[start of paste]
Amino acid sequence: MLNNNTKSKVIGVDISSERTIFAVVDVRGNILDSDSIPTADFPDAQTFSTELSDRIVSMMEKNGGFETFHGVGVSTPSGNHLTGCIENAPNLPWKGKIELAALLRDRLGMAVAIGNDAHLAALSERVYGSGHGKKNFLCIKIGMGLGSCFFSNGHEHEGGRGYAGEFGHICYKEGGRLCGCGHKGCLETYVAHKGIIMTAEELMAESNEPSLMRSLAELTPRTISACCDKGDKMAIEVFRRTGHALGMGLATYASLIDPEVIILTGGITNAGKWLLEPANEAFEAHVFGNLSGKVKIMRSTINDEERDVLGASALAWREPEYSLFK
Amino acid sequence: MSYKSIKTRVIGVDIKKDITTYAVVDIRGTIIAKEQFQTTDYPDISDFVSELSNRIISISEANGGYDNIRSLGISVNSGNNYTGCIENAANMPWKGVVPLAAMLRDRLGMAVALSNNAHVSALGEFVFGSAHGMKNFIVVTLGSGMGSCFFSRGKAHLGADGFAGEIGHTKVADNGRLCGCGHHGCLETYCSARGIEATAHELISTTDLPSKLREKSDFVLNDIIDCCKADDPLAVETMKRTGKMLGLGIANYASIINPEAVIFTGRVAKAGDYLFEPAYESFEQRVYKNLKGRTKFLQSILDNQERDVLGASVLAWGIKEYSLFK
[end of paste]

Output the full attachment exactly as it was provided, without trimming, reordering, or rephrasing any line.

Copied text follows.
Amino acid sequence: MLNNNTKSKVIGVDISSERTIFAVVDVRGNILDSDSIPTADFPDAQTFSTELSDRIVSMMEKNGGFETFHGVGVSTPSGNHLTGCIENAPNLPWKGKIELAALLRDRLGMAVAIGNDAHLAALSERVYGSGHGKKNFLCIKIGMGLGSCFFSNGHEHEGGRGYAGEFGHICYKEGGRLCGCGHKGCLETYVAHKGIIMTAEELMAESNEPSLMRSLAELTPRTISACCDKGDKMAIEVFRRTGHALGMGLATYASLIDPEVIILTGGITNAGKWLLEPANEAFEAHVFGNLSGKVKIMRSTINDEERDVLGASALAWREPEYSLFK
Amino acid sequence: MSYKSIKTRVIGVDIKKDITTYAVVDIRGTIIAKEQFQTTDYPDISDFVSELSNRIISISEANGGYDNIRSLGISVNSGNNYTGCIENAANMPWKGVVPLAAMLRDRLGMAVALSNNAHVSALGEFVFGSAHGMKNFIVVTLGSGMGSCFFSRGKAHLGADGFAGEIGHTKVADNGRLCGCGHHGCLETYCSARGIEATAHELISTTDLPSKLREKSDFVLNDIIDCCKADDPLAVETMKRTGKMLGLGIANYASIINPEAVIFTGRVAKAGDYLFEPAYESFEQRVYKNLKGRTKFLQSILDNQERDVLGASVLAWGIKEYSLFK